Iran's quandary in the upcoming polls

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By David Amess, MPdavidamess
Source: The Hill
Iranians are going to the polls next June in what will prove to be a defining moment for the future of the mullahs’ regime. High on the supreme leader’s agenda remains the Islamic Republic’s efforts to acquire nuclear weapons, without a doubt one of the most pressing challenges facing Tehran and an issue that pits the Islamic Republic against the United States and its allies.

Observers are qualifying the elections as something of a “joke” – a mere scam in a totalitarian regime headed by an authoritarian ruler.

Opposition figures say that despite the window dressing this is the election under the rule of the mullahs and the outcome is controlled by the supreme leader, Ali Khamenei, who is facing serious domestic and international challenges.
The leader has to make his decision on the nuclear issue with the clock fast ticking. His alliance with the faltering regime in Syria, Iran’s only ally in the region, is adding fodder to exacerbated factional feuding.

Domestically, Khamenei faces a shattered economy in a crisis-ridden theocracy that is losing popularity by the day.

How the election will be handled and who Khamenei has in mind to replace Mahmoud Ahmadinejad will be telling of his regime’s direction in this time of crisis. If he settles on one of his confidants, that means the regime would move forward with more contradiction from within. That would be accompanied with more purges and a more prominent role for the Revolutionary Guards.

On the international scene it would translate into more belligerence and far less chance of any deal being struck over the nuclear issue. It would increase the prospect of military confrontation with the West.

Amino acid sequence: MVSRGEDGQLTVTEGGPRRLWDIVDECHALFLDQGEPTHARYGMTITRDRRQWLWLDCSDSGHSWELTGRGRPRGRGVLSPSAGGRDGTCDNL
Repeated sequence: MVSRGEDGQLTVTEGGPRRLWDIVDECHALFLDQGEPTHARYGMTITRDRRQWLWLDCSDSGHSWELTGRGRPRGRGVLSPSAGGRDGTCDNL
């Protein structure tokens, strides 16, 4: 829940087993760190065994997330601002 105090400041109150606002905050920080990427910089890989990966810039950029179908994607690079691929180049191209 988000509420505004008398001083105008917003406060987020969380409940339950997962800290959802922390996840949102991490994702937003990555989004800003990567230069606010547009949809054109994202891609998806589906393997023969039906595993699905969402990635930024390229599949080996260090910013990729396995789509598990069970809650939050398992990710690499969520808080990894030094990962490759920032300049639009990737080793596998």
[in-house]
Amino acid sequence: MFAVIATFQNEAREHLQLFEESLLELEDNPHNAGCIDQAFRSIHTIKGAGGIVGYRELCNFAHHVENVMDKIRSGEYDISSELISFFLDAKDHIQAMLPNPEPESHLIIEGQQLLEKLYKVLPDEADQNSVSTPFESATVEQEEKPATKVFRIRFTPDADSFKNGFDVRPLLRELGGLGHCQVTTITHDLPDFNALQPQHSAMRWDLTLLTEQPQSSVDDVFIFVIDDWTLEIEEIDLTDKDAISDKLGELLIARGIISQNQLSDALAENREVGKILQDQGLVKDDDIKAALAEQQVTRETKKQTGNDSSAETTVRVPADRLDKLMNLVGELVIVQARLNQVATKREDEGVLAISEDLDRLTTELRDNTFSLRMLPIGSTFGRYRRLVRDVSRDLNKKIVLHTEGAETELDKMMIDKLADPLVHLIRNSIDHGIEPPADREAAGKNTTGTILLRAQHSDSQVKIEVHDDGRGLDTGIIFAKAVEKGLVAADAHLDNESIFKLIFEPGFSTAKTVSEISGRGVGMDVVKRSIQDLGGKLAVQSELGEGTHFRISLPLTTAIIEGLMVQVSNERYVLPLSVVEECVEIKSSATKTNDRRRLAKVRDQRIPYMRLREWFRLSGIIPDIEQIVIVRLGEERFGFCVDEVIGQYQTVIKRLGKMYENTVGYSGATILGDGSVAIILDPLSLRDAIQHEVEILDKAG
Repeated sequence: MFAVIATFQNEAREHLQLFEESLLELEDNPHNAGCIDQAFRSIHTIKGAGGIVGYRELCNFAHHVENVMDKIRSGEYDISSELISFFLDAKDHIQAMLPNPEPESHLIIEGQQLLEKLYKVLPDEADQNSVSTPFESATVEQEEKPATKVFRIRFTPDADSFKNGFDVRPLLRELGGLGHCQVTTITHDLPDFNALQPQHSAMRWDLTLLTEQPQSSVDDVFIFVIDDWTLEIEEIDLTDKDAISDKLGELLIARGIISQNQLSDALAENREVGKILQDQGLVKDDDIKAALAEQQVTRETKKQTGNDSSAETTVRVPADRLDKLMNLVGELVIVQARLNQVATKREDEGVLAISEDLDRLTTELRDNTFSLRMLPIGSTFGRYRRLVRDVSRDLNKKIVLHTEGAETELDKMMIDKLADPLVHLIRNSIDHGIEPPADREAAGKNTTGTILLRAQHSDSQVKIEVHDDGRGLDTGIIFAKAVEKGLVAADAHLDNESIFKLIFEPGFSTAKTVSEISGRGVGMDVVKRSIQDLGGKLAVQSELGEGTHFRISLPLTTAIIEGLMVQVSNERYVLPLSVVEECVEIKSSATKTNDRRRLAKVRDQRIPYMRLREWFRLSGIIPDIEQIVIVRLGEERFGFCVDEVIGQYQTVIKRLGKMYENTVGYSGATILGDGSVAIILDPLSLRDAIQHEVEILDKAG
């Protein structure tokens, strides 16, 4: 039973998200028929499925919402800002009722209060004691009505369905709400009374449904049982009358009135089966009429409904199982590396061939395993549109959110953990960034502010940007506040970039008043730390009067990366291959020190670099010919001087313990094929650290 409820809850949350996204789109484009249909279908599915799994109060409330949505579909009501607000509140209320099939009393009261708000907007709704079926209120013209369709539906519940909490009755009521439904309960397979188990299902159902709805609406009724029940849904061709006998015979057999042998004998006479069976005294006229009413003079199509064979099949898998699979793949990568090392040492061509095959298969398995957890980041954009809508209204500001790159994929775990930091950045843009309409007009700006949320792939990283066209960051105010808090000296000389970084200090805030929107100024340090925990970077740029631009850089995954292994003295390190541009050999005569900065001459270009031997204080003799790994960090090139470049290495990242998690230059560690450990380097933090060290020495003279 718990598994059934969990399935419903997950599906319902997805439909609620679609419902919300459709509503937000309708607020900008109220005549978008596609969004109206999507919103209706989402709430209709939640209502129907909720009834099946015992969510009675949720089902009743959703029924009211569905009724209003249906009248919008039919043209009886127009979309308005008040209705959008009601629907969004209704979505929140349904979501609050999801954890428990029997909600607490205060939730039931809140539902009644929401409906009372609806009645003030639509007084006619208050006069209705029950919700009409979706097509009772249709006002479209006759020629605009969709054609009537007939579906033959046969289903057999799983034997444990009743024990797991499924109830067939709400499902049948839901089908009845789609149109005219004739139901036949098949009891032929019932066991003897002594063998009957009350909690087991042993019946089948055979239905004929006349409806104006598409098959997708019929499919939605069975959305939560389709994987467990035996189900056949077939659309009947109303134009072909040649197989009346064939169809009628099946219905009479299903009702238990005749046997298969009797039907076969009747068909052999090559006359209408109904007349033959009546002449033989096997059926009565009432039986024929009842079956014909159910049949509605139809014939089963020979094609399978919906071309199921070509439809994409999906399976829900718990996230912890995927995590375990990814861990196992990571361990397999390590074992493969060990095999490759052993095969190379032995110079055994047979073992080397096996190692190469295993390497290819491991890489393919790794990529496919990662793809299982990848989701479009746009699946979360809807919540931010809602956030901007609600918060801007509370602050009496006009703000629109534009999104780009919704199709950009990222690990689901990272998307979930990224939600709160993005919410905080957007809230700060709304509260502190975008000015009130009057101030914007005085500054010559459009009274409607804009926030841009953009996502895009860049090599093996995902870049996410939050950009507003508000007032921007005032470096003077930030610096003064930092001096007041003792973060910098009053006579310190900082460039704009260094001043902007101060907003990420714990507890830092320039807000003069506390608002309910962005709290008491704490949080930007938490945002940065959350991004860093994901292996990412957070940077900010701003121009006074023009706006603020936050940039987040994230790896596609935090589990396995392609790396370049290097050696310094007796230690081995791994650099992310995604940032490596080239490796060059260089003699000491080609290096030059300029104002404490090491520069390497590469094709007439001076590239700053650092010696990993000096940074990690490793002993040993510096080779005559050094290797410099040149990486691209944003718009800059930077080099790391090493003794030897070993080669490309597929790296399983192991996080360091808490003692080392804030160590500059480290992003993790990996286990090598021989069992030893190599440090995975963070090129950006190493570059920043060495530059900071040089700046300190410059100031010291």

If Khamenei decides to open up and allow reforms to take place, it would lead to the eventual disintegration of his regime. Above all the supreme leader will want to avoid a repetition of the scenes of the 2009 uprising when raging street battles nearly toppled his regime.

But the Iranian political landscape is far from monolithic. There is a strong movement advocating regime change spearheaded by the organized resistance and led by the charismatic leader, Mrs Maryam Rajavi.

The Iranian Resistance believes that neither appeasement nor foreign military intervention holds the key to the Iranian crisis. Mrs Rajavi, who leads the coalition, the National Council of Resistance of Iran (NCRI), has presented a third alternative, democratic change in Iran by the people and their Resistance. The NCRI, with the People’s Mojahedin Organization of Iran (PMOI/MEK) as its driving force, advocates a secular, democratic republic, gender equality and a nuclear-free Iran.

Its message resonates in the ears of Iranians at home and in exile.

Last summer some 100,000 Iranians from all over the world gathered in Paris to echo this demand. They were joined by a stellar group of political personalities and parliamentarians from the U.S., Europe and the Muslim world.

Many Iranians who I have spoken to feel that the regime’s demise is fast approaching.

Despite the execution of 120,000 PMOI supporters over the past three decades, the Resistance has been reorganizing inside Iran.

With a disgruntled young population that sees no future in the status quo, the opposition’s message can very quickly catch up with the masses. With the right international support, the Resistance can foment regime change and place Iran on the track to democracy and respect for human rights.


Amess is the Conservative MP for Southend West, is chairman of the British Parliamentary Committee for Iran Freedom

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